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A hacked Blu-ray player and a drop of blood create high-res images

Blood cells focus light in low-cost computational imaging system that is on par with a microscope

by Neil Savage, special to C&EN
April 20, 2022 | A version of this story appeared in Volume 100, Issue 14


A chip sensor sits under a glass slide in the light of a blue laser. The spindle of the a Blu-ray player can be seen to the left of the slide.
Credit: Guoan Zheng
A laser inside a Blu-ray player is shone through a biological sample that rotates on the player’s spindle (left). The sensor under the sample collects light data and sends it to a computer to create a high-resolution image.

By hacking a Blu-ray drive and smearing blood on a sensor, researchers have created an inexpensive imaging system for studying microscopic samples, including measuring bacterial growth and doing urinalysis (ACS Sens. 2022, DOI: 10.1021/acssensors.1c02704).

Getting sharp images of a whole slide using a conventional optical microscope can require manually refocusing the microscope repeatedly over different parts of the sample—a time-consuming process. And scanners that can automatically image a whole sample at high resolution are expensive, costing $50,000 to $300,000. So Guoan Zheng, who runs the Smart Imaging Lab at the University of Connecticut, and his colleagues were looking for a way to perform such imaging quickly and cheaply.

They turned to computational imaging, which overcomes the limits of an optical system using techniques such as collecting phase information from reflected light. A computer can then use that information to refocus a picture after it’s been taken or construct a 3D image of a sample.

Three-dimensional images of red blood cells sit on a surface
Credit: Guoan Zheng
These red blood cells were imaged in 3D using phase information collected by the Blu-ray device. Each cell is about 8 µm across.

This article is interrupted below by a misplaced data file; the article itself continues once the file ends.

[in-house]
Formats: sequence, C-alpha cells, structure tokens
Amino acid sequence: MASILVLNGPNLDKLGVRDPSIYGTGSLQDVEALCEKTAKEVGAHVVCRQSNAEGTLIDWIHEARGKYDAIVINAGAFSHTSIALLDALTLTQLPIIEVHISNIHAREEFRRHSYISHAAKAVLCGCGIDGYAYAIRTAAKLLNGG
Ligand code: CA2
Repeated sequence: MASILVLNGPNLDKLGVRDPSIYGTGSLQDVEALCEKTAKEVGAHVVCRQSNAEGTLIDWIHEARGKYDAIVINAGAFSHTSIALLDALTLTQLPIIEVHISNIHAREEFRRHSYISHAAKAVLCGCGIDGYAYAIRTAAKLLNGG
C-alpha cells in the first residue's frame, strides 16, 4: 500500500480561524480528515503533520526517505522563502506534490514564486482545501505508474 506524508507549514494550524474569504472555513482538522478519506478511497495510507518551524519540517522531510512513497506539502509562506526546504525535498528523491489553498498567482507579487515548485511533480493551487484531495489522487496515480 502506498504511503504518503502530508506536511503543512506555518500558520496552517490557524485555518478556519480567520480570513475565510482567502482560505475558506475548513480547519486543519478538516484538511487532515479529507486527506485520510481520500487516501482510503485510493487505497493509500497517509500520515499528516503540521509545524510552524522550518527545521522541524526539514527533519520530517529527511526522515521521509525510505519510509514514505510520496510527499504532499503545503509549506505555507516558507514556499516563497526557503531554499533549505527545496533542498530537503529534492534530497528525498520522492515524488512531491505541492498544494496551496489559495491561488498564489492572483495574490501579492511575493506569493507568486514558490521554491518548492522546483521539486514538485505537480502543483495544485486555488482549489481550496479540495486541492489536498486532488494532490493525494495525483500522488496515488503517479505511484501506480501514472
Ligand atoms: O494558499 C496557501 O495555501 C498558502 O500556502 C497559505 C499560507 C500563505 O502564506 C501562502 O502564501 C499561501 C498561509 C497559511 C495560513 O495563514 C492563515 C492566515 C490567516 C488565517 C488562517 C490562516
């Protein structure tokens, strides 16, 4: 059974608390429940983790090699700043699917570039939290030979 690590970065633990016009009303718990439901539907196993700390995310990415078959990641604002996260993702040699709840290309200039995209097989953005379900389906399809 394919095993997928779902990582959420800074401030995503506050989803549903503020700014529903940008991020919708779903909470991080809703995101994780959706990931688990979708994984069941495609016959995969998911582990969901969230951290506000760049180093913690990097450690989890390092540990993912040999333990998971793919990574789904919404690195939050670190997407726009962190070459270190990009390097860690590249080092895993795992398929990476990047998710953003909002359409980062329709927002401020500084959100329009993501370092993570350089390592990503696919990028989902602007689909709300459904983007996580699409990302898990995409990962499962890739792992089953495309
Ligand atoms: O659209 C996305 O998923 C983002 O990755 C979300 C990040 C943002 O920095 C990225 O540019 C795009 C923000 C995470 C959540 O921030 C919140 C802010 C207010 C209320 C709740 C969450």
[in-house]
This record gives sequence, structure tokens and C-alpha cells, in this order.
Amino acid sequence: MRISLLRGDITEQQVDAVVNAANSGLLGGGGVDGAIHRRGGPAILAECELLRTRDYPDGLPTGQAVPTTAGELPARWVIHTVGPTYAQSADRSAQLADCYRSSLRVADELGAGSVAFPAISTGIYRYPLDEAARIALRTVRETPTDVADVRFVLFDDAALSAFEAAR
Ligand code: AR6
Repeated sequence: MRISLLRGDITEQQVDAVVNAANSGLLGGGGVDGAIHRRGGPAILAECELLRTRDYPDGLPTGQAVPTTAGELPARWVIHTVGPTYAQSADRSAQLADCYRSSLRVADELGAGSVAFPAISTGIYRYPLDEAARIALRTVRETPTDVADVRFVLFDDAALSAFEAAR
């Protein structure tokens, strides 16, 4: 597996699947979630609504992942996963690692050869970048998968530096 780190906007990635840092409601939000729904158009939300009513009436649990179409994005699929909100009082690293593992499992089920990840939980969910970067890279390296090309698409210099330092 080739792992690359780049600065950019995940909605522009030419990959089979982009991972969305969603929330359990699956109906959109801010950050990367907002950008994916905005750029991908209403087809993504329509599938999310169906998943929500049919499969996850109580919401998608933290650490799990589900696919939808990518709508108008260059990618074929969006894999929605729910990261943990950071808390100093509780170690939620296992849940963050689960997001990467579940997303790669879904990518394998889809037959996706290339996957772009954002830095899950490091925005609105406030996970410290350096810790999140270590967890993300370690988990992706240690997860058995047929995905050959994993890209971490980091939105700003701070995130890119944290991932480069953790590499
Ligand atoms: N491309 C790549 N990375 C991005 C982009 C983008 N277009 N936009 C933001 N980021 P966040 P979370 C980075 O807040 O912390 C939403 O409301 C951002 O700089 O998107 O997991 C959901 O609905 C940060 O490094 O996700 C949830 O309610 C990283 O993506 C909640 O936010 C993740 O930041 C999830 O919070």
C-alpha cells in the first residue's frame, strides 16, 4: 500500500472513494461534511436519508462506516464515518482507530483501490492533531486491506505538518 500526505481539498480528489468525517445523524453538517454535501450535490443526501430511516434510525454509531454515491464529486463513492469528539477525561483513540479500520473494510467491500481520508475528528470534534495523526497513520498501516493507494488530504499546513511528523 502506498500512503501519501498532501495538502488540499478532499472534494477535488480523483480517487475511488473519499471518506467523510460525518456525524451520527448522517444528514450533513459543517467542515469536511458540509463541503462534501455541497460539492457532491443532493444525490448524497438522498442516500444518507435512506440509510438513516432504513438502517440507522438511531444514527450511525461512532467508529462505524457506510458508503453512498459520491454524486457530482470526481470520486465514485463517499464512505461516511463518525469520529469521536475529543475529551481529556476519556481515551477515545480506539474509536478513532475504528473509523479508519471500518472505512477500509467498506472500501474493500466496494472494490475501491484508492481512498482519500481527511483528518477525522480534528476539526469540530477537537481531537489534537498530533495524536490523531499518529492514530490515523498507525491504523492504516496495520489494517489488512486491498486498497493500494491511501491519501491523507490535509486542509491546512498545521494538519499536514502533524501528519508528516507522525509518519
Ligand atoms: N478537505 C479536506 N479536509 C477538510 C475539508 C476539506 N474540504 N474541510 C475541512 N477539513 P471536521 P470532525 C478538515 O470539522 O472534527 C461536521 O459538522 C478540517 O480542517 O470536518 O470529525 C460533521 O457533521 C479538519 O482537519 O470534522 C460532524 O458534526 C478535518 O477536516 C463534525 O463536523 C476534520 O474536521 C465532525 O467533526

To make an inexpensive system, Zheng and his team decided to repurpose a Blu-ray disc player: The lasers inside provide a light source, and the slowly rotating disc drive allows images to be taken at multiple angles.

The researchers installed a sensor under the light source but then needed a way to scatter the light into a pattern the computer could process. Looking for a material that was cheap and available, Zheng hit upon the idea of pricking his finger and smearing his own blood on the sensor. The blood cells naturally spread out in a thin layer and are of the right size to scatter the incoming light in a random pattern, which the computer uses to reconstruct an image of the entire sample.

Their device has resolution comparable to an objective lens with 20×–46× magnification, over a theoretically unlimited area, and can capture 200–400 images in under 15 s. The group’s computer takes about 10 min to process the data into usable images, but Zheng hopes he can reduce that to under 1 min by using a computer with a more powerful graphics processing chip.

The team used their device to see microscopic uric acid and calcium oxalate crystals in urine samples as well as blood cells and blood parasites in a blood sample, all of which are useful in diagnostics. They also imaged bacterial colonies in a dish without having to worry about manually refocusing.

Aydogan Ozcan, a bioengineer at the University of California, Los Angeles, says that the research was interesting, and “it would be even more interesting to perhaps switch to microparticles to create similar computational imaging systems, which could be more sterile, durable, and last longer.”

Zheng says that engineering a surface with nanoscopic light-scattering features could yield similar results, but that would add to the cost of the system. The system wouldn’t necessarily require human blood: his team also tried using fish blood purchased from a local market and found that worked as well.


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